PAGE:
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Popham the Improver

Peter Popham's 18th-century ancestor had a dream: to transform the squalid 'Black Town' of old Madras into a model Georgian suburb. Today he is virtually forgotten, but some traces of his grand works remain
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In old Madras, the earliest British settlement in India, there is a street called Popham's Broadway. It is not so named merely for euphony, nor was the title drawn out of a municipal hat. It's called Popham's Broadway because Popham - my distant relative, Great (x 6) Uncle Stephen - built it. So when I found myself in Madras recently, I decided to take a look.

Popham's Broadway is no longer a very nice street: once it was broad; now it is only a way. It is choked with vans and lorries and bicycle rickshaws and bullock carts, with all of which you must share the road, and the pavements have reverted to their rustic role as lavatories. With all the grime, it is busy and prosperous - more prosperous than it appears. According to the city's historian, S Muthiah, the Gujarati traders, with their tiny shops selling bicycles and spectacles and builders' materials and office furniture, go upstairs after hours to surprisingly luxurious homes.

Far worse for my purposes than the grime and excrement, it is no longer Popham's Broadway. Like many streets in modern Madras, officially known as Chennai, it's not sure what it should be called. The one thing that's clear is that Popham is out of the picture. The signs on the shopfronts agree on "Broadway". A sign at the north end, by the dignified 18th-century former prison, suggests "Broadway Road". Opposite, a sign stencilled in yellow on a large lump of concrete says, au contraire, "Prakasam Road" - Mr Prakasam having been a lawyer and radical journalist in the city in the 1920s. There is a trend all over India to replace imperialists' names with those of freedom fighters. Now Popham doesn't get a look in except on city maps, and even there he is confined between brackets.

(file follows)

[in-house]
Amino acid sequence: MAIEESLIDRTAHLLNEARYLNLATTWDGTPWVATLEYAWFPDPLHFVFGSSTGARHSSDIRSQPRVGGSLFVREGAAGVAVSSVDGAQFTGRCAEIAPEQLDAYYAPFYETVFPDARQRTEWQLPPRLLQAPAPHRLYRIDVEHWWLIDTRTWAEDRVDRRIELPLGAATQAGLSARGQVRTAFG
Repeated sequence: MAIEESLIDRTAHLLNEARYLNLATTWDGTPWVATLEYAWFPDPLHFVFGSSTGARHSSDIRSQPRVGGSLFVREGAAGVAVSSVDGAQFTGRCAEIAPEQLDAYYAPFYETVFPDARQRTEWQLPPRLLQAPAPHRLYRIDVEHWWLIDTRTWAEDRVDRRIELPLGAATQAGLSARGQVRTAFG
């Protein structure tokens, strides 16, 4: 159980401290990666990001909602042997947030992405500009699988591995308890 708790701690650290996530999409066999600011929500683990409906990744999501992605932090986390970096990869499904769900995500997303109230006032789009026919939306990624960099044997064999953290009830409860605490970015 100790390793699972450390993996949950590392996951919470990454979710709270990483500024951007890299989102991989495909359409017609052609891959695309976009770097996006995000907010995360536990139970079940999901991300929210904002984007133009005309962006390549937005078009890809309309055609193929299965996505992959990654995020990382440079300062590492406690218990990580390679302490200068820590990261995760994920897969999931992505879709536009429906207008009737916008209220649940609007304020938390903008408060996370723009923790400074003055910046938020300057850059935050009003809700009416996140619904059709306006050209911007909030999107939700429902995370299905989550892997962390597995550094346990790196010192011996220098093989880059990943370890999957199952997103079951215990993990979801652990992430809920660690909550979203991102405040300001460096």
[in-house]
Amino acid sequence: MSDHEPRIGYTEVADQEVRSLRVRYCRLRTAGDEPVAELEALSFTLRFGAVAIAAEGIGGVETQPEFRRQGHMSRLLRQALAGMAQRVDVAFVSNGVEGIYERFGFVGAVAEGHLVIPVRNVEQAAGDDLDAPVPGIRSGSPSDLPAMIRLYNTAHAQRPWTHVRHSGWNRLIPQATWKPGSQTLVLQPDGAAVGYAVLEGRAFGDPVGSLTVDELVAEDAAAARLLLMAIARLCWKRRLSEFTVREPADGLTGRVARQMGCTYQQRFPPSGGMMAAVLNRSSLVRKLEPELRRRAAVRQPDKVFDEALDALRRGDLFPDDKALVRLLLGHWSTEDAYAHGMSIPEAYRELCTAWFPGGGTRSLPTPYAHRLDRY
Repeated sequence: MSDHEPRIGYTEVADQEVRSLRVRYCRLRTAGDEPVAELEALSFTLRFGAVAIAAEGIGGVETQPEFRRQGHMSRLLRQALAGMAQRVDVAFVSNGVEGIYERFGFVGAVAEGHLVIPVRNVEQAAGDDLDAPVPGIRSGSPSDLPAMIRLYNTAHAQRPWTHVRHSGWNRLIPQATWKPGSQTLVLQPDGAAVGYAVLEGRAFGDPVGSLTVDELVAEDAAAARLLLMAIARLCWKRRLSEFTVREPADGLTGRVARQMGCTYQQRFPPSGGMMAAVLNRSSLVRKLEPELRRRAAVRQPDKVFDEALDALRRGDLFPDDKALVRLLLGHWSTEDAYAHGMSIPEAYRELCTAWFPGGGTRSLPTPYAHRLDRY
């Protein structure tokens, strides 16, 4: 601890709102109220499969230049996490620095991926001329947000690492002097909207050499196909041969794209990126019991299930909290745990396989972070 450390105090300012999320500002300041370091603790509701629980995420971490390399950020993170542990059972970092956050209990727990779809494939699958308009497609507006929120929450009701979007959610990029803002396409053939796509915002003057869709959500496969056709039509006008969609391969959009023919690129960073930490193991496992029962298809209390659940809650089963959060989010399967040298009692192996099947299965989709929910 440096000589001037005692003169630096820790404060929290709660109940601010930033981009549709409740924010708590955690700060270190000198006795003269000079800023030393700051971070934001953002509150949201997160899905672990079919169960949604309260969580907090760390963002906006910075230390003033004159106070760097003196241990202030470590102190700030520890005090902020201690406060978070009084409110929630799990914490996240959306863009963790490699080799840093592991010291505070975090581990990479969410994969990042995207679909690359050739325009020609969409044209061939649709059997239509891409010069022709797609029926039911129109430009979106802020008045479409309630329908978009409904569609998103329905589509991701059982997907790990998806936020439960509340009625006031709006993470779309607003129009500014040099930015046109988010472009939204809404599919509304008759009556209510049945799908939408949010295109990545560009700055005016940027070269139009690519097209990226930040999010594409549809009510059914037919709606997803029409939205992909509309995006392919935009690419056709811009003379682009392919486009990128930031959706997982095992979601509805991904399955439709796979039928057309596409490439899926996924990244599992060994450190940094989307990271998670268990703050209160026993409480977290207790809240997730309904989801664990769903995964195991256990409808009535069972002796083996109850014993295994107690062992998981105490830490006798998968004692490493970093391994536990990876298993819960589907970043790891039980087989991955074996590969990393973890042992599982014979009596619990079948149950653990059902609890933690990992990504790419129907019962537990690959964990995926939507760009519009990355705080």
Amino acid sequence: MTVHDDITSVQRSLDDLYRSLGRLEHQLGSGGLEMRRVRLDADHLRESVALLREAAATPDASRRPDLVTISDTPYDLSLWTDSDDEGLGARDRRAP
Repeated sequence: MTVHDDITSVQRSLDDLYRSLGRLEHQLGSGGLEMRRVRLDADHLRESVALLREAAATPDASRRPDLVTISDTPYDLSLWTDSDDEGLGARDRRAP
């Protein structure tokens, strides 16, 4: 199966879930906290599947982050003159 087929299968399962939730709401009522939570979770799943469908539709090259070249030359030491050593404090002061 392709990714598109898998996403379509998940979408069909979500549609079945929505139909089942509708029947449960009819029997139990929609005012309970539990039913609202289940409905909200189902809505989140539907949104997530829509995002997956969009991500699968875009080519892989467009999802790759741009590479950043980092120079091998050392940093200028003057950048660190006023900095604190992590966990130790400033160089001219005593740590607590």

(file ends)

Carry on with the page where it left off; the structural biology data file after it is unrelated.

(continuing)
Elsewhere in the city, too, I find that the name Popham rings no bells at all. At Congress Party headquarters, applying for a press pass, I become Popjam. A hotel receipt re-creates me as Popman. At Giggles' wonderful and chaotic bookshop I metamorphose into Poplin. Stay here too long and I will end up a Poojam, a Poompahar, a Poppat, a Poppadum.

But Popham was here. He died here in 1795 at the early age of 53, killed not by plague or cholera or influenza but by falling from his curricle. I picture him, groaning in mortal agony, rushed by his servants through the lanes of Black Town, the formerly noxious slum that he rebuilt into a model Georgian suburb, to his handsome villa to die; a villa designed (and here I'm guessing) by John Goldingham, his prospective son-in-law, the East India Company's astronomer and engineer, who several years later built a fabulous banqueting hall here (it's still standing) for the second Lord Clive.

Popham had arrived in the city nearly 20 years before, in 1778. Today, of course, you arrive by plane: palm trees, a great sprawl of houses interspersed with green panes of water, a segment of the Bay of Bengal - then the airport, the black-and-yellow Ambassador taxis, the cows shambling in the streets, billboards depicting the city's gangsterish politicians like Bollywood stars in wraparound sunglasses or draped in jewels.